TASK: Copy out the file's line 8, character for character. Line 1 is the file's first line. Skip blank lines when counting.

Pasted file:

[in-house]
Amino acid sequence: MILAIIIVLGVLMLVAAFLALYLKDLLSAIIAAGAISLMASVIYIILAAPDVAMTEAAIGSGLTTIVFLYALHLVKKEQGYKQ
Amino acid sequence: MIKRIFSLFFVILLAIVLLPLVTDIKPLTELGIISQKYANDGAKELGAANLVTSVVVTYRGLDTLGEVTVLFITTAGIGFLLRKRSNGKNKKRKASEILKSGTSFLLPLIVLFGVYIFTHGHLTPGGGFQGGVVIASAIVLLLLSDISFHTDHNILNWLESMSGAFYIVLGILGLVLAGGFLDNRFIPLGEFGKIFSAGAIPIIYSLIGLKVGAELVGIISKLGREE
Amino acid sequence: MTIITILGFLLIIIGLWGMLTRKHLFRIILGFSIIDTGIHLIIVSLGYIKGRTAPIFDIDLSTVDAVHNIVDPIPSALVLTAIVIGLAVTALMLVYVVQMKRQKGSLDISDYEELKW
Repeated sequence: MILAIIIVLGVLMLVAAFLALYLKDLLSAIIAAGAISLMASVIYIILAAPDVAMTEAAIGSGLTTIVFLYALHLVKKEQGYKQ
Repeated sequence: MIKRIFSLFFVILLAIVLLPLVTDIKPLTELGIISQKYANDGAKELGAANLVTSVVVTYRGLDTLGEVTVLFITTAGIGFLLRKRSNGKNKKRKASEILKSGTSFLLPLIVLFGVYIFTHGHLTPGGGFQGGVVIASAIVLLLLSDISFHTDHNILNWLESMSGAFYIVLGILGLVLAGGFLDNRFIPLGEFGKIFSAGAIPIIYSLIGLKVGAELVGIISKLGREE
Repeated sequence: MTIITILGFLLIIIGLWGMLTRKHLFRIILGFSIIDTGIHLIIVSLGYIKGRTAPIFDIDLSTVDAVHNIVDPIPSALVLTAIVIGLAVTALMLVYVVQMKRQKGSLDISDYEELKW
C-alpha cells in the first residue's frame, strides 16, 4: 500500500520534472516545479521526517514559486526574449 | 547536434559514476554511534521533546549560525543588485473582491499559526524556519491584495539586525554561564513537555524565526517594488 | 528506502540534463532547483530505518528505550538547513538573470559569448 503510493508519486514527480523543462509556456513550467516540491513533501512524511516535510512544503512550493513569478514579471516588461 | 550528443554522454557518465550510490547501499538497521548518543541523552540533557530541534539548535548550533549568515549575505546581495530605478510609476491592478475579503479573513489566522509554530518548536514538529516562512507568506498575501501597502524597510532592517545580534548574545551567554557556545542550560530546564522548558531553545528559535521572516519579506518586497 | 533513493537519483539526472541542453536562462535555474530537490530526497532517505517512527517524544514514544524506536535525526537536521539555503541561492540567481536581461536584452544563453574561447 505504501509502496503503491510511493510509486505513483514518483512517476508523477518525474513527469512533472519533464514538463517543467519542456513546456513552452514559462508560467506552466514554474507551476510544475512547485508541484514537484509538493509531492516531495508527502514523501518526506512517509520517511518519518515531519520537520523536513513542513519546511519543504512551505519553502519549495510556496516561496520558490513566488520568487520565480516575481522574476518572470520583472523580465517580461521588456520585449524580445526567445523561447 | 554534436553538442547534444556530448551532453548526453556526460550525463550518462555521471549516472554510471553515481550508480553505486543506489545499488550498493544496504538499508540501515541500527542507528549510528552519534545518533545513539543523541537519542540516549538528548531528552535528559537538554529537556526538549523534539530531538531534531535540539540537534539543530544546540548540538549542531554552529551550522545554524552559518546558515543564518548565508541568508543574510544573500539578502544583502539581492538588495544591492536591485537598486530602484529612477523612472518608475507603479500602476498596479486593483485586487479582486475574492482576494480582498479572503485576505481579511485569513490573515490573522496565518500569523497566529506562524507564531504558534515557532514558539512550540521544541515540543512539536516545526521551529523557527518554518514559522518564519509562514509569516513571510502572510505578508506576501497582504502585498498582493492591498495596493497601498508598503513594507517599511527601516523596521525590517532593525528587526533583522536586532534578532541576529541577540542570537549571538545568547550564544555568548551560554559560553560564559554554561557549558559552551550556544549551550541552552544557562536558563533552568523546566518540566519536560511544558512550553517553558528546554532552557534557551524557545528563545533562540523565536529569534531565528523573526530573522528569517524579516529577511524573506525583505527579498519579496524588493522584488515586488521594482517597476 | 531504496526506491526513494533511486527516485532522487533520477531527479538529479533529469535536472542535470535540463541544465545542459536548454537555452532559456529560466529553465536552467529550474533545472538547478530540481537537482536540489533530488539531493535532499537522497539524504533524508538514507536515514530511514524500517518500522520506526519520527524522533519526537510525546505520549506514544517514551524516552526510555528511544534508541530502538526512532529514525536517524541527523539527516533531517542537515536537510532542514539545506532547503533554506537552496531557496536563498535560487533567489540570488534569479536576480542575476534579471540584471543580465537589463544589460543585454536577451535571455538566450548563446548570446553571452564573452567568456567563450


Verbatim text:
C-alpha cells in the first residue's frame, strides 16, 4: 500500500520534472516545479521526517514559486526574449 | 547536434559514476554511534521533546549560525543588485473582491499559526524556519491584495539586525554561564513537555524565526517594488 | 528506502540534463532547483530505518528505550538547513538573470559569448 503510493508519486514527480523543462509556456513550467516540491513533501512524511516535510512544503512550493513569478514579471516588461 | 550528443554522454557518465550510490547501499538497521548518543541523552540533557530541534539548535548550533549568515549575505546581495530605478510609476491592478475579503479573513489566522509554530518548536514538529516562512507568506498575501501597502524597510532592517545580534548574545551567554557556545542550560530546564522548558531553545528559535521572516519579506518586497 | 533513493537519483539526472541542453536562462535555474530537490530526497532517505517512527517524544514514544524506536535525526537536521539555503541561492540567481536581461536584452544563453574561447 505504501509502496503503491510511493510509486505513483514518483512517476508523477518525474513527469512533472519533464514538463517543467519542456513546456513552452514559462508560467506552466514554474507551476510544475512547485508541484514537484509538493509531492516531495508527502514523501518526506512517509520517511518519518515531519520537520523536513513542513519546511519543504512551505519553502519549495510556496516561496520558490513566488520568487520565480516575481522574476518572470520583472523580465517580461521588456520585449524580445526567445523561447 | 554534436553538442547534444556530448551532453548526453556526460550525463550518462555521471549516472554510471553515481550508480553505486543506489545499488550498493544496504538499508540501515541500527542507528549510528552519534545518533545513539543523541537519542540516549538528548531528552535528559537538554529537556526538549523534539530531538531534531535540539540537534539543530544546540548540538549542531554552529551550522545554524552559518546558515543564518548565508541568508543574510544573500539578502544583502539581492538588495544591492536591485537598486530602484529612477523612472518608475507603479500602476498596479486593483485586487479582486475574492482576494480582498479572503485576505481579511485569513490573515490573522496565518500569523497566529506562524507564531504558534515557532514558539512550540521544541515540543512539536516545526521551529523557527518554518514559522518564519509562514509569516513571510502572510505578508506576501497582504502585498498582493492591498495596493497601498508598503513594507517599511527601516523596521525590517532593525528587526533583522536586532534578532541576529541577540542570537549571538545568547550564544555568548551560554559560553560564559554554561557549558559552551550556544549551550541552552544557562536558563533552568523546566518540566519536560511544558512550553517553558528546554532552557534557551524557545528563545533562540523565536529569534531565528523573526530573522528569517524579516529577511524573506525583505527579498519579496524588493522584488515586488521594482517597476 | 531504496526506491526513494533511486527516485532522487533520477531527479538529479533529469535536472542535470535540463541544465545542459536548454537555452532559456529560466529553465536552467529550474533545472538547478530540481537537482536540489533530488539531493535532499537522497539524504533524508538514507536515514530511514524500517518500522520506526519520527524522533519526537510525546505520549506514544517514551524516552526510555528511544534508541530502538526512532529514525536517524541527523539527516533531517542537515536537510532542514539545506532547503533554506537552496531557496536563498535560487533567489540570488534569479536576480542575476534579471540584471543580465537589463544589460543585454536577451535571455538566450548563446548570446553571452564573452567568456567563450